[if desired and applicable, add notes here about the ingredients - if any substitutions were made, explain why - also note what quantities were used for each ingredient and, if possible, why]

quince: A close relative of the apple, with a hard, fragrant fruit (Cydonia oblonga).


Procedure
[include a paragraph or two describing the steps taken in preparing the recipe - if applicable, describe any differences between the process in the original source and that used in the re-creation, along with the reason for the deviation]

[add any information about any necessary equipment - if applicable, note when the equipment differed from that used in the medieval period, and explain why the original wasn't used]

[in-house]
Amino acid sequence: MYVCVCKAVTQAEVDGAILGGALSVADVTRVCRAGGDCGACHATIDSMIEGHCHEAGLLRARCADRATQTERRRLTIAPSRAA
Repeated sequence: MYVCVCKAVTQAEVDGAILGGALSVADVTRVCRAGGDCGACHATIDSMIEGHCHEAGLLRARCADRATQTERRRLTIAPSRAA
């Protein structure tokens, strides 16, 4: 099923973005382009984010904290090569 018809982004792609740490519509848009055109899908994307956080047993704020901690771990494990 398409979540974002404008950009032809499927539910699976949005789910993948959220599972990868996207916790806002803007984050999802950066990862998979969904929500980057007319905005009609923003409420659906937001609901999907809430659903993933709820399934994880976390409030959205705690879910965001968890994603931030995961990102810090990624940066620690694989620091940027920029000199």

Bibliography

[Replace citations with those from books where appropriate and/or possible. Make sure any links work, and that the referenced text is presented accurately]

Searchable index of "Le Menagier de Paris". Medieval Cookery.
  <http://www.medievalcookery.com/search/display.html?menag:528>. Accessed on December 10, 2019, 1:06 am.

Searchable index of "Libre del Coch". Medieval Cookery.
  <http://www.medievalcookery.com/search/display.html?libre:106>. Accessed on December 10, 2019, 1:06 am.

Searchable index of "A Treatise of Portuguese Cuisine from the 15th Century". Medieval Cookery.
  <http://www.medievalcookery.com/search/display.html?treat:61>. Accessed on December 10, 2019, 1:06 am.

Searchable index of "Libro di cucina / Libro per cuoco". Medieval Cookery.
  <http://www.medievalcookery.com/search/display.html?libro:133>. Accessed on December 10, 2019, 1:06 am.